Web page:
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Olwen Anderson's Blog

Is your iron shortage slowing your thyroid too?

Saturday, November 18, 2017
The challenge, when you’re a woman, and feeling simply exhausted by life, is to find out what’s causing the fatigue so you can do something about it. Blokes get tired too, of course, but there are uniquely female sources of fatigue.

It’s all too easy to dismiss female exhaustion as inevitable as we juggle so many tasks like earning a living, managing the household, parenting, and the relationship with your partner. Then hopefully, too, time to attend to our own health and fitness. A cursory investigation of your weariness might miss what could be the cause: Iron shortage, or an underactive thyroid, or both; surprisingly, one can affect the other.

Many women are already savvy about how much impact a shortage of iron can have on your stamina, how easy it is to run low on this important minerals, and how frustratingly slow it can be to rebuild your iron stores. (Here’s a tip: If you’re menstruating it’s a good idea to review your iron status with your GP every year. Make sure you keep a copy of the results).  When you read your iron study, check not just for your serum iron, but your serum ferretin level too; I’ll explain in a moment how the latter is connected with your thyroid function.

Serum iron is in a form that’s available for use right now: building new blood cells that will carry oxygen, and helping form enzymes that make biochemical reactions happen. Serum ferretin is also iron, but enclosed within a protein molecule. Effectively it is iron in reserve, to be converted into serum iron as needed. But your thyroid gland is interested in utilising the ferretin form.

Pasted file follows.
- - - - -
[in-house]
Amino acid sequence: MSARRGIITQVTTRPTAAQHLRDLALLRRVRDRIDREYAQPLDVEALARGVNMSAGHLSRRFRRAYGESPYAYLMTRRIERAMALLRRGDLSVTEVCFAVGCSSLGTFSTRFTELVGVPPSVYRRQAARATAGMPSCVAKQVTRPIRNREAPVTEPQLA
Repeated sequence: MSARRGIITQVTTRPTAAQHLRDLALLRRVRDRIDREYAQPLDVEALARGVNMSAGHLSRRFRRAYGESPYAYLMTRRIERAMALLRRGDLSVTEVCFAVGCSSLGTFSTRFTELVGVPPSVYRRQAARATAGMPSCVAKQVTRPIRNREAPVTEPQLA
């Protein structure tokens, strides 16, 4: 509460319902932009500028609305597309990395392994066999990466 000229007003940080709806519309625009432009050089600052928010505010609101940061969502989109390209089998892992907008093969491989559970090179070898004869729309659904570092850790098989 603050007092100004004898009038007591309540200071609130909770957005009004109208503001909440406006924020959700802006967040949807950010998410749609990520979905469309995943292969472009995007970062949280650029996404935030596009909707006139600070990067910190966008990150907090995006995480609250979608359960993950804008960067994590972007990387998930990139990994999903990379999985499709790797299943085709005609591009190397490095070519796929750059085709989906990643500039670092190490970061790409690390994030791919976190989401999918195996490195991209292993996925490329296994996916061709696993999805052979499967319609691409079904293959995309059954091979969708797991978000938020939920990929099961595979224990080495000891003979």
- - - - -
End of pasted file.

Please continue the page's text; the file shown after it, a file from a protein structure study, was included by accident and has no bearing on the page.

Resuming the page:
Enzymes are continually being produced within your thyroid to convert the raw materials of iodine, zinc, selenium, tyrosine and the like into thyroid hormone. The enzyme that does this, thyroid peroxidase, uses iron in the ferretin form. Insufficient ferretin iron can lead to a shortfall in thyroid hormone, which leads to inadequate energy production in your body, and you’re now struggling to generate enough energy for your busy day.

But like any chicken-and-egg mystery, the question remains: If you’re tired, does that mean you’re tired because you’re low on iron, or tired because your thyroid gland isn’t working well enough? Or both? Worth looking into, perhaps. After all, as a woman you need your body to be in top shape to keep juggling all those tasks.

If you enjoyed this article you might also enjoy 'How Well Is Your Thyroid' 


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